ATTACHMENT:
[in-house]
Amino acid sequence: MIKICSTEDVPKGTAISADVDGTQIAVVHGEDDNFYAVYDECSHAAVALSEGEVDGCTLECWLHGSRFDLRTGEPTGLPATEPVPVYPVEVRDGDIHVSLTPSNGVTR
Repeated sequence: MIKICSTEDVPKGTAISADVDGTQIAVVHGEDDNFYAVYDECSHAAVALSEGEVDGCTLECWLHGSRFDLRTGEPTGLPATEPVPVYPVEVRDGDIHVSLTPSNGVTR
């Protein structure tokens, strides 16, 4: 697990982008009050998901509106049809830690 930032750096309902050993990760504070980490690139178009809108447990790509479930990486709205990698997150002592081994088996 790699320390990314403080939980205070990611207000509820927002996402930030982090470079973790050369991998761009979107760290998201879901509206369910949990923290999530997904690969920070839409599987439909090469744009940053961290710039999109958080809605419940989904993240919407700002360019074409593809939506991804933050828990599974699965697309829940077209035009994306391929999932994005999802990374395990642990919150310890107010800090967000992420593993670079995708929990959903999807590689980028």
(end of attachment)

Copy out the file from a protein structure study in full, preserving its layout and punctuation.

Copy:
[in-house]
Amino acid sequence: MIKICSTEDVPKGTAISADVDGTQIAVVHGEDDNFYAVYDECSHAAVALSEGEVDGCTLECWLHGSRFDLRTGEPTGLPATEPVPVYPVEVRDGDIHVSLTPSNGVTR
Repeated sequence: MIKICSTEDVPKGTAISADVDGTQIAVVHGEDDNFYAVYDECSHAAVALSEGEVDGCTLECWLHGSRFDLRTGEPTGLPATEPVPVYPVEVRDGDIHVSLTPSNGVTR
């Protein structure tokens, strides 16, 4: 697990982008009050998901509106049809830690 930032750096309902050993990760504070980490690139178009809108447990790509479930990486709205990698997150002592081994088996 790699320390990314403080939980205070990611207000509820927002996402930030982090470079973790050369991998761009979107760290998201879901509206369910949990923290999530997904690969920070839409599987439909090469744009940053961290710039999109958080809605419940989904993240919407700002360019074409593809939506991804933050828990599974699965697309829940077209035009994306391929999932994005999802990374395990642990919150310890107010800090967000992420593993670079995708929990959903999807590689980028």